With that background, she said, she values “the 30,000 foot-approach to identifying problems and linkages across industries” to solve them.

She has studied transport initiatives around the world and can talk in depth about diverse projects, from one of the world’s most extensive bicycle transport systems in Bogota to how transport options in China shape Chinese public behavior.

Her day job: “I am director of an economics team that does a series of evaluations of projects at the planning stage. We help public clients and private bidders plan, develop, and finance transport infrastructure projects.  This includes conducting demand forecasts, risk assessments, and supporting the financing process of transport assets,” she said.

“We do transportation, we have special expertise in toll roads, bridge crossing, tunnels and intercity rail,” Torres said.

“We focus on providing valuation and understanding of how people behave today and how they are likely to behave tomorrow,” Torres said. And in some instances, those prognostications extend as far out as 80 years.

Torres, 35, is a triathlon athlete and occasional travel writer.

She gets passionate about infrastructure wins like the Brightline rail project – pointing you to their website.

“It’s super exciting to see a train in the United States comparable to any full-service train in Europe,” she said.

Talking about her peers, Torres made the following points:

“There is a higher level of consciousness today that the infrastructure space is very varied and requires lots of different skills. There is a need to become well-rounded.”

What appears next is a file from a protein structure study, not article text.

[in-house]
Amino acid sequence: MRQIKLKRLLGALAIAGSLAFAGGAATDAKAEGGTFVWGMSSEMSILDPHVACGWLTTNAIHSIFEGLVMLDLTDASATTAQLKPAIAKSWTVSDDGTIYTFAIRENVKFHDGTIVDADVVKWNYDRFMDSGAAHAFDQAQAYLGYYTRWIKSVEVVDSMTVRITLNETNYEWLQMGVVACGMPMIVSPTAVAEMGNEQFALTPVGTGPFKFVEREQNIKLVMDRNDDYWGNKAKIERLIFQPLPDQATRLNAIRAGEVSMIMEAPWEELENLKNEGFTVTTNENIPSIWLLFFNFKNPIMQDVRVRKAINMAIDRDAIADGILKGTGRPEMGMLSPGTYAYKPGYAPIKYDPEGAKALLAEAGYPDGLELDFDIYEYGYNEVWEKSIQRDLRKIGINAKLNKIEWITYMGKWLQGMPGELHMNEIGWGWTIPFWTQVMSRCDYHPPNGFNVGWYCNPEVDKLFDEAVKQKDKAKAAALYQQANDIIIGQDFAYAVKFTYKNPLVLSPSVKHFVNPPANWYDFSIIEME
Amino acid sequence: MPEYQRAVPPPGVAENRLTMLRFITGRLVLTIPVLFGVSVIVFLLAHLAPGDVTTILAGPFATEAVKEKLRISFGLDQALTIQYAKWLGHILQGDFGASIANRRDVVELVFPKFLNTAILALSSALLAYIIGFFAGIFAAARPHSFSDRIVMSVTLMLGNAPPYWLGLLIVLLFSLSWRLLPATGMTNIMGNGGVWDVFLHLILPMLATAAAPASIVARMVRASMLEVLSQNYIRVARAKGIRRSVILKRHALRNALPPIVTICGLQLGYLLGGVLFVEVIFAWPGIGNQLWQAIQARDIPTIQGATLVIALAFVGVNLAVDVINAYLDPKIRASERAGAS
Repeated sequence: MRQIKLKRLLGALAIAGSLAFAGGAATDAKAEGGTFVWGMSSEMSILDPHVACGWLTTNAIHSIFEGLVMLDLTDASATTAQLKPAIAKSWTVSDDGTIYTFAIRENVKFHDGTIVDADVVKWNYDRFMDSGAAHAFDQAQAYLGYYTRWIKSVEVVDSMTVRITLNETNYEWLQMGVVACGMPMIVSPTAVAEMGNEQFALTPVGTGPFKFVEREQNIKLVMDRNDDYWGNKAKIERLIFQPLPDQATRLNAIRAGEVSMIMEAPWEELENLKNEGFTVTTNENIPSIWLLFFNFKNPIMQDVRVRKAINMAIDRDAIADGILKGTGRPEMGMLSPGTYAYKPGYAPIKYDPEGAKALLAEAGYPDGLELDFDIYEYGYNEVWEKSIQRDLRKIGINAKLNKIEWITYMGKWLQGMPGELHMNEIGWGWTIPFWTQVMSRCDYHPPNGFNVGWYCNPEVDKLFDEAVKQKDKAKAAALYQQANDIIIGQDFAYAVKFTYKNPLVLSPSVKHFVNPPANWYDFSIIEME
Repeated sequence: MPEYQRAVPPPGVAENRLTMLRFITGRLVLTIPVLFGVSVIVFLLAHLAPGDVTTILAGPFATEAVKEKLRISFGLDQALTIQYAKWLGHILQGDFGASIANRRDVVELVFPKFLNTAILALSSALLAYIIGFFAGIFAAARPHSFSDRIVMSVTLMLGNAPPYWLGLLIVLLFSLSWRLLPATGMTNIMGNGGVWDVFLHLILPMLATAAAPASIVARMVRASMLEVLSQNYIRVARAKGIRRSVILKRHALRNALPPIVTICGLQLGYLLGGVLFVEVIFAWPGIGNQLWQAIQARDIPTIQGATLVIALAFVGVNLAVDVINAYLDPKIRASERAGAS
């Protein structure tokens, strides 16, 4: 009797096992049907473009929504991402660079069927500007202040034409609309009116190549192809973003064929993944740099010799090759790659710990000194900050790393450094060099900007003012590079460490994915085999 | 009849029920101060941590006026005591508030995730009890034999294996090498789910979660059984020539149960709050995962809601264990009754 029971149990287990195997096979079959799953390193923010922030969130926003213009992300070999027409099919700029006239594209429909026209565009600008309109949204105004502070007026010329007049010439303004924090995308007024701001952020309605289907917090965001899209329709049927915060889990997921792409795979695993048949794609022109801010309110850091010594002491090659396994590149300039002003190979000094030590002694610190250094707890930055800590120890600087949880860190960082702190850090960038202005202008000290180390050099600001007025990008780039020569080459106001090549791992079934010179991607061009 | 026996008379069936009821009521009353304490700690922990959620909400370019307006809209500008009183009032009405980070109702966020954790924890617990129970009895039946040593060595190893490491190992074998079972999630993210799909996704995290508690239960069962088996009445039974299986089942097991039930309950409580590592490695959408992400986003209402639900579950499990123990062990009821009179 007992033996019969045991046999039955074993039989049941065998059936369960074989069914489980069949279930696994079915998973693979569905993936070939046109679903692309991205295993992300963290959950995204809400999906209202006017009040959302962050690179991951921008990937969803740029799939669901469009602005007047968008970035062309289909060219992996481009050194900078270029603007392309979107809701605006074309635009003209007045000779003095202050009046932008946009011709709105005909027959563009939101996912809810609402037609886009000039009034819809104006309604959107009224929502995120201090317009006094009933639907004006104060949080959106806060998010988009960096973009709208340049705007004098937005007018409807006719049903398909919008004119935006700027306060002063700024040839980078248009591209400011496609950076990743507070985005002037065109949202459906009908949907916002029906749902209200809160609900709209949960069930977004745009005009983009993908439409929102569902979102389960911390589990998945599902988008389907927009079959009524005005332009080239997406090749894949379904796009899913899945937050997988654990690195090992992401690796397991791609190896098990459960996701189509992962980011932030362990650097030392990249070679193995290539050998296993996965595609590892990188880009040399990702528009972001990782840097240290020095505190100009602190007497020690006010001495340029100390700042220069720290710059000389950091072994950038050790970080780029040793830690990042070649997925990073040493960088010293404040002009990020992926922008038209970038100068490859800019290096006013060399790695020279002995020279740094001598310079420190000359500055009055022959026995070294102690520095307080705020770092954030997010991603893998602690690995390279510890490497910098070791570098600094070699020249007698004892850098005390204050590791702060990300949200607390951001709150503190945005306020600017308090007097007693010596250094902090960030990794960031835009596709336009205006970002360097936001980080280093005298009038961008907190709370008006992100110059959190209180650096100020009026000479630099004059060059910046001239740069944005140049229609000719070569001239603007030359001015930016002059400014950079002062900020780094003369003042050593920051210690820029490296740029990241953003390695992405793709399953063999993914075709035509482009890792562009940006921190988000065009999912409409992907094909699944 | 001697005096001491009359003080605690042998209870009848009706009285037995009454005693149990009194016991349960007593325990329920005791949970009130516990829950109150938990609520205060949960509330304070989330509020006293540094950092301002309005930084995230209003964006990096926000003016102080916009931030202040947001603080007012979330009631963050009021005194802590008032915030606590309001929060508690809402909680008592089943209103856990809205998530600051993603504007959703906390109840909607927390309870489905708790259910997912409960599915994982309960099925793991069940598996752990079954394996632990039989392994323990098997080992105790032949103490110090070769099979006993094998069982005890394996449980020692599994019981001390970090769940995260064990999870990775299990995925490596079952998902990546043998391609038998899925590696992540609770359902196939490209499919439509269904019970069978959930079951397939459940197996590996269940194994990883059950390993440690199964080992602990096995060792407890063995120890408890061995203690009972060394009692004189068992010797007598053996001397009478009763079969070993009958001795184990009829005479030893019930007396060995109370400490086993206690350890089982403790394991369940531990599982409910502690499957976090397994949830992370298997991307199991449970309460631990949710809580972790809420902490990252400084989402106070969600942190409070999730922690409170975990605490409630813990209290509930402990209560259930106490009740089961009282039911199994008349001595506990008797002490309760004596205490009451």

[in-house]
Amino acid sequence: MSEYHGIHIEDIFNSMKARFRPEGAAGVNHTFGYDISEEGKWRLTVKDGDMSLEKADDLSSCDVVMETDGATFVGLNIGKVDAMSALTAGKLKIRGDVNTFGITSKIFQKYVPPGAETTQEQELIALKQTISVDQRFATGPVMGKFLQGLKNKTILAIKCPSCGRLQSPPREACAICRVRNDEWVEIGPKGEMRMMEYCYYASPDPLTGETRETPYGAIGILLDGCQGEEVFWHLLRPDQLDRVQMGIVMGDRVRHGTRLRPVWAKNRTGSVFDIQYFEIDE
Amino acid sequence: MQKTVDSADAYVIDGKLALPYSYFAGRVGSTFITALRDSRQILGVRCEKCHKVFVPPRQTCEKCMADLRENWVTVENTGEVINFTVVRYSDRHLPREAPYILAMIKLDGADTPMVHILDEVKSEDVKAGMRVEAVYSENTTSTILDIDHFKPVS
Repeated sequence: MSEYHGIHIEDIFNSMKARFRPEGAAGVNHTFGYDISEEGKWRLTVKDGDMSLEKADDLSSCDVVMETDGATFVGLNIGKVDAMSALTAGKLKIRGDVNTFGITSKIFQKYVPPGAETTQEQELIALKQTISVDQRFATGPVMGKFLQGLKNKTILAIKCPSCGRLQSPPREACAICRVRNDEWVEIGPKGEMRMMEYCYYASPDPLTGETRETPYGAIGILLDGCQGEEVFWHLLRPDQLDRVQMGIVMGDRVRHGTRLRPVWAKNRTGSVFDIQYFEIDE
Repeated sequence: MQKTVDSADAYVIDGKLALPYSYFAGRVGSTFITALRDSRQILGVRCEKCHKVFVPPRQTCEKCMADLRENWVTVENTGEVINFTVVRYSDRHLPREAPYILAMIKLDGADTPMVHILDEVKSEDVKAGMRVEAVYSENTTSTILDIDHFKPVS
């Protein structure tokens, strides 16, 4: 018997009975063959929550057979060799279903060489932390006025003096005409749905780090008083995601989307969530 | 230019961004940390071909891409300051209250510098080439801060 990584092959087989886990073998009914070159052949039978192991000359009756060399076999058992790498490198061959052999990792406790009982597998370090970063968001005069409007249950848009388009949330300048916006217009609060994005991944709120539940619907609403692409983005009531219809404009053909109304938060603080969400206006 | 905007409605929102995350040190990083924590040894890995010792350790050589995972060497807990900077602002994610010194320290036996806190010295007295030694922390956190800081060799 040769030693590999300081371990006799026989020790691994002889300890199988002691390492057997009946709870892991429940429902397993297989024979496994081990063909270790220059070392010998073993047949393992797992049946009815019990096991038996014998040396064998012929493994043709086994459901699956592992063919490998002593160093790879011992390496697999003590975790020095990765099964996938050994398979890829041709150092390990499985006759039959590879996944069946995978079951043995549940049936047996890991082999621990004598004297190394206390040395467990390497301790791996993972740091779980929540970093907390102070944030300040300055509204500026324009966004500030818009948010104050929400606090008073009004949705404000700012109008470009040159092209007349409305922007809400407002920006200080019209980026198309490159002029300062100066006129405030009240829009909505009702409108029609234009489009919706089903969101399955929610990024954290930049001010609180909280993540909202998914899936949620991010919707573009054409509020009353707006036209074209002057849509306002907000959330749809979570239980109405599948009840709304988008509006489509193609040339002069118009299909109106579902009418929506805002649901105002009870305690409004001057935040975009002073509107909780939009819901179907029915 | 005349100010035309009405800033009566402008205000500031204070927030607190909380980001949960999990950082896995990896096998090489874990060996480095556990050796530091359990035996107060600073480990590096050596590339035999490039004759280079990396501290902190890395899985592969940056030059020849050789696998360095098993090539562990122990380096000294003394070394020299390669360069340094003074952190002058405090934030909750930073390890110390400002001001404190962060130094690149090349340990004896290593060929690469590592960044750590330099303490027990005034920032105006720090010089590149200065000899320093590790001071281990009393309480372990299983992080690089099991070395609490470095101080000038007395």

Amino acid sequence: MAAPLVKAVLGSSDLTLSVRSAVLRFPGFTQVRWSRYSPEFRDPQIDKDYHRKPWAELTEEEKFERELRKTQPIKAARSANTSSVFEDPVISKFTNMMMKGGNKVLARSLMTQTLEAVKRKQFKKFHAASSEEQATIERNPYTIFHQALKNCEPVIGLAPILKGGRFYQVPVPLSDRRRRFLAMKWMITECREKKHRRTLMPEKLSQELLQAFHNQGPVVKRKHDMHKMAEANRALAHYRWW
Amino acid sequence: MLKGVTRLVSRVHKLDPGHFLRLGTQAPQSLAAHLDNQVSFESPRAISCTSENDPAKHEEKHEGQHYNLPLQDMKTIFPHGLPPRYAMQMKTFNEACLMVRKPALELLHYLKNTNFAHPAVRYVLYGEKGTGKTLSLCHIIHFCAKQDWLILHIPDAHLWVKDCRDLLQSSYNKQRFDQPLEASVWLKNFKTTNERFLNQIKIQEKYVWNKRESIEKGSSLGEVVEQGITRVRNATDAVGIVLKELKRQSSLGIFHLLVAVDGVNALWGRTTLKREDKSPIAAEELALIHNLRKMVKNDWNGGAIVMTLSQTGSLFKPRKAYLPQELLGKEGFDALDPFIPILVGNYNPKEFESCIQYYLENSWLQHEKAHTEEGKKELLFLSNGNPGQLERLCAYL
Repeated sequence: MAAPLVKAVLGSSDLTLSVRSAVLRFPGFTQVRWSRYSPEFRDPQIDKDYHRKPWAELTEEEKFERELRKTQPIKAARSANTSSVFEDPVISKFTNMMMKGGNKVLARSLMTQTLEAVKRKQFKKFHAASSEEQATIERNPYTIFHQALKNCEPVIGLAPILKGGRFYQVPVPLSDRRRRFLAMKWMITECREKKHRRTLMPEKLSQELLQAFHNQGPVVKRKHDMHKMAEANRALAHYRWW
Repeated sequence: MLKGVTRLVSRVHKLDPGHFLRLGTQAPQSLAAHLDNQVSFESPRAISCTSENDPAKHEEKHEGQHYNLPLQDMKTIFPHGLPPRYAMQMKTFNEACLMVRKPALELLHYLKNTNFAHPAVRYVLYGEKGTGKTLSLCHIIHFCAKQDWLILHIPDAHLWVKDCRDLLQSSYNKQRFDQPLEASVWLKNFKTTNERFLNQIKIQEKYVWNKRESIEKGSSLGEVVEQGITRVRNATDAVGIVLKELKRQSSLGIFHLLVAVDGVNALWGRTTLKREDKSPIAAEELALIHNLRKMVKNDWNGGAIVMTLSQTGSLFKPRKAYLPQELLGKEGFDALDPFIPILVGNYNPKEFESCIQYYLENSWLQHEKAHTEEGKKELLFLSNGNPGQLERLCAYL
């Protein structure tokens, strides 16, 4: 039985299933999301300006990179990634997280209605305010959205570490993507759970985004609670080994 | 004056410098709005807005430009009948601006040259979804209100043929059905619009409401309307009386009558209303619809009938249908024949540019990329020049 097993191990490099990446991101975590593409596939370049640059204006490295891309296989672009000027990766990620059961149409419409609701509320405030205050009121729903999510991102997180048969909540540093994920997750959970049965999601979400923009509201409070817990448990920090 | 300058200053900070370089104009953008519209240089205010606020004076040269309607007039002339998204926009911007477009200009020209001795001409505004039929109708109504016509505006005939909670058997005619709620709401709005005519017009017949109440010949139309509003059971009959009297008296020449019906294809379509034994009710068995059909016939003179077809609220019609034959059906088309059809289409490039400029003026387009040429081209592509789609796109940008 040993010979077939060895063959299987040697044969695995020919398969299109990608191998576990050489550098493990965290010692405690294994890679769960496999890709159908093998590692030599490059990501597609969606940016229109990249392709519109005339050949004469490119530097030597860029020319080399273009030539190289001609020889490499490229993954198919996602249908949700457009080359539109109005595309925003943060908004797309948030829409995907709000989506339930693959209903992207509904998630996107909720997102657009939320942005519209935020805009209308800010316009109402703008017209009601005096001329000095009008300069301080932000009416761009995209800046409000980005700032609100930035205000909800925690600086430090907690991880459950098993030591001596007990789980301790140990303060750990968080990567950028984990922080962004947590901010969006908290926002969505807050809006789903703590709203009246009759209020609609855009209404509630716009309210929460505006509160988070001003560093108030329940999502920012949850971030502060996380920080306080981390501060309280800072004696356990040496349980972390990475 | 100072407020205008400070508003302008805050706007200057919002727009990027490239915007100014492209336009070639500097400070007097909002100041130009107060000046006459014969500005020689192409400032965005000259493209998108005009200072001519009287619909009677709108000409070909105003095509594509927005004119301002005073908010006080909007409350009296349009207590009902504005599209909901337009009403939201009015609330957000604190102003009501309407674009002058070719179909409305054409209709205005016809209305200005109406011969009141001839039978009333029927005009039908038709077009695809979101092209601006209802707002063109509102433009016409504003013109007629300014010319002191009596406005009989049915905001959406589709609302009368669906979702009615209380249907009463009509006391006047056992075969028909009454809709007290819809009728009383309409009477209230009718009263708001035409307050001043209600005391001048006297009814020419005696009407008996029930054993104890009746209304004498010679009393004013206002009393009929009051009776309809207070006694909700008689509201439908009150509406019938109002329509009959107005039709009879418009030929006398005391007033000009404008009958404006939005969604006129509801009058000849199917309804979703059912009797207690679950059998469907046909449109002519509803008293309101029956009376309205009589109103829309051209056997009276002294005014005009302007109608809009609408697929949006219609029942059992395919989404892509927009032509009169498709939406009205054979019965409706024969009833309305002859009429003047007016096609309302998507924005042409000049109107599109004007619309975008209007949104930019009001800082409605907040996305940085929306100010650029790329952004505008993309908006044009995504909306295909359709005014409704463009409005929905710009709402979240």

Just as skills sets are scrambling – so is the world of commerce and infrastructure.

“We are seeing a very interesting mix of what use to be siloed sectors,” Torres said.

Thus, well established automakers are suddenly interested in offering transportation services.

Raj Lakhiani

That insight resonates with Raj Lakhiani, 35, in Washington, with Athena Power, working in the utility underground asset arena.

He sees a need for developing more real time information about infrastructure so problems can be avoided.

“We need super talented people to help solve these problems,” he said. “Having younger people will be helpful.

Insight, intelligence and passion will be key.

Torres said: “The infrastructure space has been expanding beyond traditional highway and airport needs to how to accommodate the needs coming up,” she said. “Transport infrastructure, especially urban transport, faces challenges as trends like autonomous vehicles and ride sharing penetrate the market,” she said.

“There is a greater need to be creative, to go beyond the traditional highway and parking plays, in order to accommodate these trends and successfully shape the future of planning, funding and financing projects.”